Open-ended working trips known as “working holidays” are starting to catch on in the U.S. Here are the basics.
An open-ended adventure
A Working Holiday allows someone to visit a country for longer than the average tourist with the opportunity to take on short-term jobs to save money or at least help fund the trip. Many people seek short-term jobs in multiple regions as a way to explore that country in-depth. In some cases, a working holiday also refers to the specific type of visa needed to embark on this style of trip. The idea is to have an adventure, make international friends, and try new things!
Where can I go?
U.S. citizens can travel on a working holiday in Australia, Canada, Ireland, New Zealand, Singapore, and South Korea. InterExchange currently only offers work and travel programs to Australia, New Zealand, and Canada.
What are the requirements?
Each country has specific requirements, but generally, the minimum age is 18.
Australia and New Zealand each have an upper age limit of 30, whereas Canada’s is 35. There is no student status requirement. There is no age cap in Ireland and South Korea, but applicants must be students or recent students. Singapore requires that you’re 18-25 and a student at a top-200-ranking university. Furthermore, U.S. citizens traveling to Canada must work with a Recognized Organization.
How do I find work and housing?
You’ll find lots of seasonal jobs! Common ones include waitstaff, fruit picking, hotel or resort jobs, office temp work, and cleaning. With a good attitude and some flexibility, finding short-term work is not difficult. Many providers offer job listings, connections with employers, one-on-one consultation regarding the job search, resume review, and related services.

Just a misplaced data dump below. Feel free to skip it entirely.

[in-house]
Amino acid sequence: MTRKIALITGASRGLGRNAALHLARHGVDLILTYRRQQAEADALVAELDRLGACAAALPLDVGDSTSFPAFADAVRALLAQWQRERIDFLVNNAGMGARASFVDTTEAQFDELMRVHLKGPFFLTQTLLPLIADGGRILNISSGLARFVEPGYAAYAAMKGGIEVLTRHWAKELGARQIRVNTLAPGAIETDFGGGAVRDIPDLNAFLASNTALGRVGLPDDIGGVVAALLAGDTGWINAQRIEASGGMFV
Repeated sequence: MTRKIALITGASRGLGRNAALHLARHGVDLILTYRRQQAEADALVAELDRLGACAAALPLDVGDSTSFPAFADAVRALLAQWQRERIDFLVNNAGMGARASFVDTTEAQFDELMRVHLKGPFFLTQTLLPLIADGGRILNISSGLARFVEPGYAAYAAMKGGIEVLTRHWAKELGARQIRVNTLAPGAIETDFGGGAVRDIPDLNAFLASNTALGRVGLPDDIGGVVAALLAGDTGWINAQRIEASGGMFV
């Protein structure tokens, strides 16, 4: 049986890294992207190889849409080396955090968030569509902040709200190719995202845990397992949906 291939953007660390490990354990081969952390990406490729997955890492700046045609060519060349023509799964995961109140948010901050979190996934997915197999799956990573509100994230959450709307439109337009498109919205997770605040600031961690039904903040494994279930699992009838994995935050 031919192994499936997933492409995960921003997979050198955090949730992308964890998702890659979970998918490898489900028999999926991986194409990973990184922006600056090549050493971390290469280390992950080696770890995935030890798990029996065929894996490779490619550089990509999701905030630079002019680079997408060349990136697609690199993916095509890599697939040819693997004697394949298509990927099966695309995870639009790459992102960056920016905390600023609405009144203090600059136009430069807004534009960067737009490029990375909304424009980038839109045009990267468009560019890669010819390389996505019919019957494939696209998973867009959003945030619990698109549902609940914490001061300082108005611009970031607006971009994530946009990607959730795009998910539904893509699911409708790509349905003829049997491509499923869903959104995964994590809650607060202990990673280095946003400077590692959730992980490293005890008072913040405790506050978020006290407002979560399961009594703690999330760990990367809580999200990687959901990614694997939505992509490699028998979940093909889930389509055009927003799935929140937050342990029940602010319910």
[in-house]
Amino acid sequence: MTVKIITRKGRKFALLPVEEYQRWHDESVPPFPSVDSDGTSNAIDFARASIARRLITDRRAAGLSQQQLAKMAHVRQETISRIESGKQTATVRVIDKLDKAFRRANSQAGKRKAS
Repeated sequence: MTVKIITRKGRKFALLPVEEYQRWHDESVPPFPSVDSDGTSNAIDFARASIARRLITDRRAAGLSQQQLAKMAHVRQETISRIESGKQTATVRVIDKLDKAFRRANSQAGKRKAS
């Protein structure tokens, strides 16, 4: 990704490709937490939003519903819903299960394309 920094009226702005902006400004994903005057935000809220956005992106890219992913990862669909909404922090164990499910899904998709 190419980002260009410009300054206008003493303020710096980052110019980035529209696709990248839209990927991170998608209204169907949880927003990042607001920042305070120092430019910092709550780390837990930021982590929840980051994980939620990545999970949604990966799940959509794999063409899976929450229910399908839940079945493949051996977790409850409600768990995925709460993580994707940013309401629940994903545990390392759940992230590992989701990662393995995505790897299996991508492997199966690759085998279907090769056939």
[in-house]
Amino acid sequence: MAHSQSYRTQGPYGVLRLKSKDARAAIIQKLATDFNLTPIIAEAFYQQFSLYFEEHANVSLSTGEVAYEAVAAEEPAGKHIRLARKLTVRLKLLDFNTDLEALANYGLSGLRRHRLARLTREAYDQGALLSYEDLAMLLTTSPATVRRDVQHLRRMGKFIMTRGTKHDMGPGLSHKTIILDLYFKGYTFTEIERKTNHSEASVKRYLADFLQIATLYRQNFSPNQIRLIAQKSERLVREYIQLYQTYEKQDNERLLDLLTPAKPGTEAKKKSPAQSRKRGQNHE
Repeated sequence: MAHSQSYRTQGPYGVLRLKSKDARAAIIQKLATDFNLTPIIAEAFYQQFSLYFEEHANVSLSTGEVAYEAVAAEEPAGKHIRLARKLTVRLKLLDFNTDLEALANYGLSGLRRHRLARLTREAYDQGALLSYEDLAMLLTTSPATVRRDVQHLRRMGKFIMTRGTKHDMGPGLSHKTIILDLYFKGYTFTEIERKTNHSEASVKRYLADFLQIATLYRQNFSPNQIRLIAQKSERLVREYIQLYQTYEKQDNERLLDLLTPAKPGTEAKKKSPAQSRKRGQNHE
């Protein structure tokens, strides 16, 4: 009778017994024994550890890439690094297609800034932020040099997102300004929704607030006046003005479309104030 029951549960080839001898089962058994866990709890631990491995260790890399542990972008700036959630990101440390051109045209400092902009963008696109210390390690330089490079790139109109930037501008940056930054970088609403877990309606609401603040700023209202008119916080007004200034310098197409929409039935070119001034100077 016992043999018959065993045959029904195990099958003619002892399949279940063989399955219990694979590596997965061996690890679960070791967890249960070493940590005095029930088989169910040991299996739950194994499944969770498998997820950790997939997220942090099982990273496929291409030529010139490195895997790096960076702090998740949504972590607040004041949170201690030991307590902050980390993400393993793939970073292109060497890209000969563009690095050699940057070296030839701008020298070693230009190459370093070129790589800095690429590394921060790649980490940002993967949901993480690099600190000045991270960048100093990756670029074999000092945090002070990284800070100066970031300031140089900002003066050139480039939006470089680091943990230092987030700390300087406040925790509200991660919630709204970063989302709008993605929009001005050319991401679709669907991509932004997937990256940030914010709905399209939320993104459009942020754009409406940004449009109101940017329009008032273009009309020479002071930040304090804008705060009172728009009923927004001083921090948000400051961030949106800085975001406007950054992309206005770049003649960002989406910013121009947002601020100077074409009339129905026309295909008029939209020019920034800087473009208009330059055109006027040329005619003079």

As for housing, agencies like InterExchange have accommodation included or available upon arrival for a set length to help travelers with the transition upon arrival. Beyond that, many travelers like to share apartments, or if traveling, perhaps rent a camper van or go camping occasionally. Housing is often included in some job industries such as agriculture, au pairing, and sometimes hospitality.
Can I find professional jobs related to my career?
It’s possible depending on your career path, but generally, on a working holiday, the easiest jobs to find will be seasonal and won’t require much previous experience. This means almost anyone meeting the basic criteria can participate! If you have a field of interest, at the very least, you should consider site visits, informational calls, and perhaps volunteering to pick up experience. Meanwhile, you can work seasonal jobs to have some income. If you’re proactive, you may land something related to your career. If not, you’ll still be developing invaluable intercultural and international workforce skills that employers love to see.
Can I travel with friends?
Working holidays are ideal for those traveling with a friend or partner since you can plan where and when you travel and work together. Since so many solo travelers participate in working holidays, it’s not difficult to make new friends. We recommend signing up for group activities like surfing or diving courses early in your program, which can help you make new connections!